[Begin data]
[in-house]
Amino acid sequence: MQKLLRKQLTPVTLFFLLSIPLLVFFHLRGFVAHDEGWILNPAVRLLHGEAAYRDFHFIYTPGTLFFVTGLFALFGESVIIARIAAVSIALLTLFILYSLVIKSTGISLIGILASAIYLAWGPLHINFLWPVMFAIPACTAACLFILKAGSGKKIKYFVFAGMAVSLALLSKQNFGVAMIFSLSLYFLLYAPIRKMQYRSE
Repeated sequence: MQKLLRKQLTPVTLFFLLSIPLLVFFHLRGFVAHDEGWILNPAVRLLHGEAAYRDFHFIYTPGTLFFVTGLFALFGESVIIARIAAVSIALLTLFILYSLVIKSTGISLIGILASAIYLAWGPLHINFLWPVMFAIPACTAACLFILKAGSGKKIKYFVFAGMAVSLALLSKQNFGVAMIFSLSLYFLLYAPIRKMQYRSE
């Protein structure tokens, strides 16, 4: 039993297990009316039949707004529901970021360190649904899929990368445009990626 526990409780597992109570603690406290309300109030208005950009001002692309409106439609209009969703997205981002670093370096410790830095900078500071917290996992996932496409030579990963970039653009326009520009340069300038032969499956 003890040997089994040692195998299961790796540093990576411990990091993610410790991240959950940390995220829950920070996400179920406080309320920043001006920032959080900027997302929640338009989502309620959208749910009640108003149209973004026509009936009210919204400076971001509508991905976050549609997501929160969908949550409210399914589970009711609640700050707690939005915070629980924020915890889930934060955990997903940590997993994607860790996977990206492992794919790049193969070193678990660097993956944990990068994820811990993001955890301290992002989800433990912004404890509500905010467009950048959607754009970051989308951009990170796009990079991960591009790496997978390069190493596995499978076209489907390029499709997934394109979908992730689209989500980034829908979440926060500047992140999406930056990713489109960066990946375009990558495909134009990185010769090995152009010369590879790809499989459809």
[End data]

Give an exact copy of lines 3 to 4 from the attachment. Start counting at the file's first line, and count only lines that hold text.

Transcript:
Repeated sequence: MQKLLRKQLTPVTLFFLLSIPLLVFFHLRGFVAHDEGWILNPAVRLLHGEAAYRDFHFIYTPGTLFFVTGLFALFGESVIIARIAAVSIALLTLFILYSLVIKSTGISLIGILASAIYLAWGPLHINFLWPVMFAIPACTAACLFILKAGSGKKIKYFVFAGMAVSLALLSKQNFGVAMIFSLSLYFLLYAPIRKMQYRSE
């Protein structure tokens, strides 16, 4: 039993297990009316039949707004529901970021360190649904899929990368445009990626 526990409780597992109570603690406290309300109030208005950009001002692309409106439609209009969703997205981002670093370096410790830095900078500071917290996992996932496409030579990963970039653009326009520009340069300038032969499956 003890040997089994040692195998299961790796540093990576411990990091993610410790991240959950940390995220829950920070996400179920406080309320920043001006920032959080900027997302929640338009989502309620959208749910009640108003149209973004026509009936009210919204400076971001509508991905976050549609997501929160969908949550409210399914589970009711609640700050707690939005915070629980924020915890889930934060955990997903940590997993994607860790996977990206492992794919790049193969070193678990660097993956944990990068994820811990993001955890301290992002989800433990912004404890509500905010467009950048959607754009970051989308951009990170796009990079991960591009790496997978390069190493596995499978076209489907390029499709997934394109979908992730689209989500980034829908979440926060500047992140999406930056990713489109960066990946375009990558495909134009990185010769090995152009010369590879790809499989459809």